Nissan Micra

The brief was simple: transport two people and their luggage across France cheaply, efficiently and in comfort. Low European diesel prices and high fuel economy meant an oil-burner was the obvious choice - but surely not a Nissan Micra?

  • Frugal fuel economy, keyless entry system, high standard spec, styling, continental cruising
  • Motorway steering problem, unrefined engine at low speeds, too many warning beeps
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The brief was simple: transport two people and their luggage across France cheaply, efficiently and in comfort. Low European diesel prices and high fuel economy meant an oil-burner was the obvious choice - but surely not a Nissan Micra?
That was the suggestion made by art editor Darren Wilson, who has been running Auto Express's long-term Micra 1.5 dCi SX for the past four months. He assured me it was perfectly capable on the motorway, and the derv consumption defied the laws of physics. After overcoming my scepticism of taking on a 1,000-mile trip in a supermini, I set off at the wheel of the Paprika-coloured Nissan. So did cruising the Continent confirm the Micra's quality, or make us curse its shortcomings?
The good news is OE04 VXW passed every test with flying colours. Coping superbly with the French autoroute between Dover and the famous Le Mans race circuit, the Micra completed its journey with ease, including a photocall at the historic Mont St Michel in north-west France (image).
By far the most satisfying aspect of the trip was totting up the fuel costs. Despite a relatively high continental cruising speed, the average of 54.3mpg was impressive. On its usual city trips in London, economy often creeps above 60mpg, making the overall consumption a penny-pinching 58.7mpg. But our Micra is no stranger to long journeys. In its first five days with us, the car completed a 900-mile jaunt with another colleague. And it recently went to Cornwall and back in our special eco road test (Issue 833). It's hard to ignore how frugal this Micra is, and the savings mount up over a high mileage.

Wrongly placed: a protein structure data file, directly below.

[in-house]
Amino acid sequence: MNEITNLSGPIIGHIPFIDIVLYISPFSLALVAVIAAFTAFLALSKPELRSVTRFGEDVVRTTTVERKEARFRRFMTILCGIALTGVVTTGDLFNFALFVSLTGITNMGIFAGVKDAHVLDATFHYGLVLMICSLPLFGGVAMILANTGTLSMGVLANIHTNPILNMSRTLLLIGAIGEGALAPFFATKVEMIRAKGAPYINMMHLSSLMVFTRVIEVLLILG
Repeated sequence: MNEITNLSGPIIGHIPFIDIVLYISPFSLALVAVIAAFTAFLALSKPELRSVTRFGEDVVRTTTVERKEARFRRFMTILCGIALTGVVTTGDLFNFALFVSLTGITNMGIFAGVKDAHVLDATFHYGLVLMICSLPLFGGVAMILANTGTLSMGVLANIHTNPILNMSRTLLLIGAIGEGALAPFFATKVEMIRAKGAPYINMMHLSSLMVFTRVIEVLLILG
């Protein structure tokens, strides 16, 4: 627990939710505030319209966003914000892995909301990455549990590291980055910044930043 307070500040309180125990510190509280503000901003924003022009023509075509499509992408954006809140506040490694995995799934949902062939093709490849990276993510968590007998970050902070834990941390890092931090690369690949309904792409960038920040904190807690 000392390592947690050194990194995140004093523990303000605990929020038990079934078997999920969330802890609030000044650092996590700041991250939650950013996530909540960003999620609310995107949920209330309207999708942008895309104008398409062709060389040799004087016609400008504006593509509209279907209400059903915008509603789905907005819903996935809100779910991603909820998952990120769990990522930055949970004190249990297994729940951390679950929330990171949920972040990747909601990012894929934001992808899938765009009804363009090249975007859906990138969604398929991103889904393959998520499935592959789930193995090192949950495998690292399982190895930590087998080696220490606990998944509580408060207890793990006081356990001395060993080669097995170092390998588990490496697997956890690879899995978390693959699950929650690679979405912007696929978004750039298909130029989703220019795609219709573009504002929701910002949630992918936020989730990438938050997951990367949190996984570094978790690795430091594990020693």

Given the fuel efficiency, we could forgive the 82bhp 1.5-litre dCi powerplant a few faults, yet it demands few compromises. It lacks refinement at idle, sending vibrations through the steering wheel and gearknob, but while it isn't the quietest diesel unit on the market, it offers decent performance. The Micra is also nippy around town, and only begins to feel lacklustre at higher speeds.
It's on motorways that the Nissan's only mechanical problem has become apparent. The fault causes the steering to pull to the left under braking, then back to the right under acceleration. Local dealer Ancaster in Penge, south east London, failed to find anything amiss - but we're sure something is wrong, so further investigation is needed.
Otherwise, our time with the Micra has proved stress-free. Nearly everyone has commented on how spacious the interior is, with the sliding rear seat making the boot a useful size with two on board. Even tall drivers have lots of headroom, while the armrest on the offside door is perfectly placed - this has to be one of the most comfortable superminis on the market. However, we've got a theory as to why the cabin area is so lofty - the Micra's suspension sometimes feels firm enough for bumps to bounce you right out of your seat! One young passenger regularly complains about the Nissan's jumpy ride quality. He asks: "When are you getting a new car? This one's too hard!" Not bad judgement for a four-year-old...
We have no complaints about the Intelligent Key system, though. The benefit of the doors un-locking as you approach with the fob in your pocket is clear when you are weighed down with shopping. Add digital climate control to the standard kit, and our SX car is the spec to go for.
Over the coming months, we look forward to many more miles in our thrifty supermini, but is it the perfect cruiser? Not quite - although it's certainly one of the most financially sensible.

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